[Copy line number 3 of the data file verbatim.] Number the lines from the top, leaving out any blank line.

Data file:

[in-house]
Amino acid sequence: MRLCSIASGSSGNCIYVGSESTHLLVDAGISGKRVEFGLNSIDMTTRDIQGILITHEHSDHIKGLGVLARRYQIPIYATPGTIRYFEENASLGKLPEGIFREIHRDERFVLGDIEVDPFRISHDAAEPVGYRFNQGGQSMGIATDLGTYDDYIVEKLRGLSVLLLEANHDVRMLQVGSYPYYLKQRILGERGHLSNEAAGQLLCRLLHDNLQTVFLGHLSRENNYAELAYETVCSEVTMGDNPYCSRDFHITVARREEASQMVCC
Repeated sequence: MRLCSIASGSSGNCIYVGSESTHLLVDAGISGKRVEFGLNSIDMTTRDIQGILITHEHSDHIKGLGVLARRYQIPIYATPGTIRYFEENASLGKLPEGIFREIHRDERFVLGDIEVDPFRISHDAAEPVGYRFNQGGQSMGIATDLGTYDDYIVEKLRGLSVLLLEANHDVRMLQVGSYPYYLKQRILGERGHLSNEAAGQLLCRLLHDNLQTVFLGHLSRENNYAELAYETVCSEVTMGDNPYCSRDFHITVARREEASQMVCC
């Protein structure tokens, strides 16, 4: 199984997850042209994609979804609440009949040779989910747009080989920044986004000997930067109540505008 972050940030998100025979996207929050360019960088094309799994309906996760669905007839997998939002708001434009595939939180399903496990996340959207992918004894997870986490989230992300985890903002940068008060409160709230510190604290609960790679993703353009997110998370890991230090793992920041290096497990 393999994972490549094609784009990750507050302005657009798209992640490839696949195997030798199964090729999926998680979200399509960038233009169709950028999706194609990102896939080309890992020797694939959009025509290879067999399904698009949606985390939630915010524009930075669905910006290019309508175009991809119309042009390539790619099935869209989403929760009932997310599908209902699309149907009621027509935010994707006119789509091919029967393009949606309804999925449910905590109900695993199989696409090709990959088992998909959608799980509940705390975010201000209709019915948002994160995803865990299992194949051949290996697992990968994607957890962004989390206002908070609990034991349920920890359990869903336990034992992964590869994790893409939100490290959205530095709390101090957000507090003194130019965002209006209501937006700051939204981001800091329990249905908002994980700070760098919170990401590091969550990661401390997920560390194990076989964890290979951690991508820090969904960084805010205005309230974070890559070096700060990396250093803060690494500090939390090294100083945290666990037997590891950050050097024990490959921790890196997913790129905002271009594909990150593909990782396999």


Repeated sequence: MRLCSIASGSSGNCIYVGSESTHLLVDAGISGKRVEFGLNSIDMTTRDIQGILITHEHSDHIKGLGVLARRYQIPIYATPGTIRYFEENASLGKLPEGIFREIHRDERFVLGDIEVDPFRISHDAAEPVGYRFNQGGQSMGIATDLGTYDDYIVEKLRGLSVLLLEANHDVRMLQVGSYPYYLKQRILGERGHLSNEAAGQLLCRLLHDNLQTVFLGHLSRENNYAELAYETVCSEVTMGDNPYCSRDFHITVARREEASQMVCC